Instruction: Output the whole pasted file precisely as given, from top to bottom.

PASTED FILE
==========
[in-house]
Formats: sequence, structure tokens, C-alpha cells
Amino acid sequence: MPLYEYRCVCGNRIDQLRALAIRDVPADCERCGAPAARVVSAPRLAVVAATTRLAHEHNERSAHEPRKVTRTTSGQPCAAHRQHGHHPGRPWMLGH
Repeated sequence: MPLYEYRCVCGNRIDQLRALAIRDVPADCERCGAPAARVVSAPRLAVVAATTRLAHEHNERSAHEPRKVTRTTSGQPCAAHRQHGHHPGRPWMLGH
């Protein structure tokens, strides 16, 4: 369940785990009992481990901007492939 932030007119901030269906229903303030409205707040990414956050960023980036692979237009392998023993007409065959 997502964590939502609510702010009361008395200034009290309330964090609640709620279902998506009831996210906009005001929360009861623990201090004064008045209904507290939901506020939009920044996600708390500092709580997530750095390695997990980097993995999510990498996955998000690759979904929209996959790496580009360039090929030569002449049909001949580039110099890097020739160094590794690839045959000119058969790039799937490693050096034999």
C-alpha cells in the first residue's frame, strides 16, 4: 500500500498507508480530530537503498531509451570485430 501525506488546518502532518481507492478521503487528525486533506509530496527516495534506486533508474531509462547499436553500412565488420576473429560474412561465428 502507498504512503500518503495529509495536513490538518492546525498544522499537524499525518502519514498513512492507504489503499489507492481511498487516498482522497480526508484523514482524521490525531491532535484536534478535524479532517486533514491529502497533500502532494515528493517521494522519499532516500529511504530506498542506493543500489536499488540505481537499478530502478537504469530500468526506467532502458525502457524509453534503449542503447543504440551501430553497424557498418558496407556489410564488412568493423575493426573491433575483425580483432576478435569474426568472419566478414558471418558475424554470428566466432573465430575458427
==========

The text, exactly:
[in-house]
Formats: sequence, structure tokens, C-alpha cells
Amino acid sequence: MPLYEYRCVCGNRIDQLRALAIRDVPADCERCGAPAARVVSAPRLAVVAATTRLAHEHNERSAHEPRKVTRTTSGQPCAAHRQHGHHPGRPWMLGH
Repeated sequence: MPLYEYRCVCGNRIDQLRALAIRDVPADCERCGAPAARVVSAPRLAVVAATTRLAHEHNERSAHEPRKVTRTTSGQPCAAHRQHGHHPGRPWMLGH
């Protein structure tokens, strides 16, 4: 369940785990009992481990901007492939 932030007119901030269906229903303030409205707040990414956050960023980036692979237009392998023993007409065959 997502964590939502609510702010009361008395200034009290309330964090609640709620279902998506009831996210906009005001929360009861623990201090004064008045209904507290939901506020939009920044996600708390500092709580997530750095390695997990980097993995999510990498996955998000690759979904929209996959790496580009360039090929030569002449049909001949580039110099890097020739160094590794690839045959000119058969790039799937490693050096034999």
C-alpha cells in the first residue's frame, strides 16, 4: 500500500498507508480530530537503498531509451570485430 501525506488546518502532518481507492478521503487528525486533506509530496527516495534506486533508474531509462547499436553500412565488420576473429560474412561465428 502507498504512503500518503495529509495536513490538518492546525498544522499537524499525518502519514498513512492507504489503499489507492481511498487516498482522497480526508484523514482524521490525531491532535484536534478535524479532517486533514491529502497533500502532494515528493517521494522519499532516500529511504530506498542506493543500489536499488540505481537499478530502478537504469530500468526506467532502458525502457524509453534503449542503447543504440551501430553497424557498418558496407556489410564488412568493423575493426573491433575483425580483432576478435569474426568472419566478414558471418558475424554470428566466432573465430575458427